Barrientos on the other hand was raised on obscure classical music and jazz from his father. And samba, cueca, and Latin music from his mother. But his sister had the most impact on the development of his taste when he got into high school, “ My sister was really into heavy metal and goth. I really used to love it. And then she got me into post rock. It wasn’t until I was 16 or 17 that I started listening to Daft Punk, I was very late in the game. I didn’t really know much about dance music at all until I was old enough to go out.”
He says that he fell in love with dance music nearly instantly. “It was genuinely overnight. Daft Punk was playing at a festival in Scotland. And they were the only ones I knew. But DJs like Erol Alkin, Soulwax, and Tim Deluxe were there. And I remember thinking fucking hell that’s so good. I had never heard anything like it. Mind blown!”
Illyus and Barrientos found their footing as solo projects. Illyus had support from Pete Tong on the Dale Howard remix of his record “Not the One.” Barrientos released a few records with Glasgow Underground including remixes for Romanthony and an early Walker & Royce tune “I Surrender.” It was a mutual friend and Glasgow Underground head honcho Kevin McKay that insisted they meet for dinner. He must have known they’d get on so well.
However, it was obvious that they came from different worlds Barrientos says, “We were kind of put together.”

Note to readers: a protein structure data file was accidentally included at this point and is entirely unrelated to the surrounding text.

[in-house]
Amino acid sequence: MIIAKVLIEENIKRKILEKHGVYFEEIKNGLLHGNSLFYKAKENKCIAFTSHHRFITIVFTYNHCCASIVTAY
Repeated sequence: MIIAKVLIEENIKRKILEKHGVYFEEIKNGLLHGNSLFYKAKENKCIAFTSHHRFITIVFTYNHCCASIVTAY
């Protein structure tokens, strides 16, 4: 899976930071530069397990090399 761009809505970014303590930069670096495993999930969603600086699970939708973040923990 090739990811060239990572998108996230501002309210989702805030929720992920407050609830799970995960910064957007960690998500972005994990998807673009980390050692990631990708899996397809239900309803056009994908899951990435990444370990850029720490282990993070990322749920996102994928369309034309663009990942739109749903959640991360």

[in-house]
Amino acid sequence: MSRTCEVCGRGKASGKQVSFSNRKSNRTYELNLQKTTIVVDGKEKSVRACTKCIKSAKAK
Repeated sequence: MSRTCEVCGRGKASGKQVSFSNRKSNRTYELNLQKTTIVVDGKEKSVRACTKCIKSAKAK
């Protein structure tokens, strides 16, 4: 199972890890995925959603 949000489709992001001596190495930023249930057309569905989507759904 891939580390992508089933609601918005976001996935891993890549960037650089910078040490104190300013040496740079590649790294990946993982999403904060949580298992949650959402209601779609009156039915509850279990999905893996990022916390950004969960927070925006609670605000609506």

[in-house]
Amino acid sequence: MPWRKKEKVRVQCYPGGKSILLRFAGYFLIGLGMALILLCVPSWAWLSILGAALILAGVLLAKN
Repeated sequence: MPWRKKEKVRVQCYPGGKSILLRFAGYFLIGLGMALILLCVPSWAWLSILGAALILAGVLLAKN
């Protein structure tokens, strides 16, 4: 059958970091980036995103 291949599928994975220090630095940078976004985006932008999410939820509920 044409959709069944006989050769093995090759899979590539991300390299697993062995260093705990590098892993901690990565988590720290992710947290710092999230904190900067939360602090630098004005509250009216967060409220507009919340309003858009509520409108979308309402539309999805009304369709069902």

“Like a boy band,” Illyus adds.
“We were on way opposite sides of who we were running with,” Barrientos goes on. “I was running with people who were in art school. And Illyus [knew] loads of people who liked to party and club. Honestly, if it wasn't for house music, I don't think we would ever have met or been friends.”
Illyus agrees that they were an unlikely match. “Ivan had a full-time job and I’m more of a hustler type. But our taste in dance music was so similar, we shared a passion for deep house at the time. Which made it great, because you have these two different people but there’s a common ground.”
Remarkably, two men from vastly different backgrounds found a home together in house music. But, that’s what dance music is all about. Barrientos says, “Illyus is like a brother to me, we speak every day. It was never just about business or writing records. We grew naturally in a way that we could work together.”
Illyus adds, “I could be wrong but when a lot of people start making music today, they dream of the big stages and the party life too soon. And for us that isn’t why we do this. It has to do with loving music and enjoying DJing. You see someone across from you and you don’t have this grand plan. You just do a record and see what happens. It’s a nice journey and the fact that I trust this person as well. When it comes to music there’s no ego.”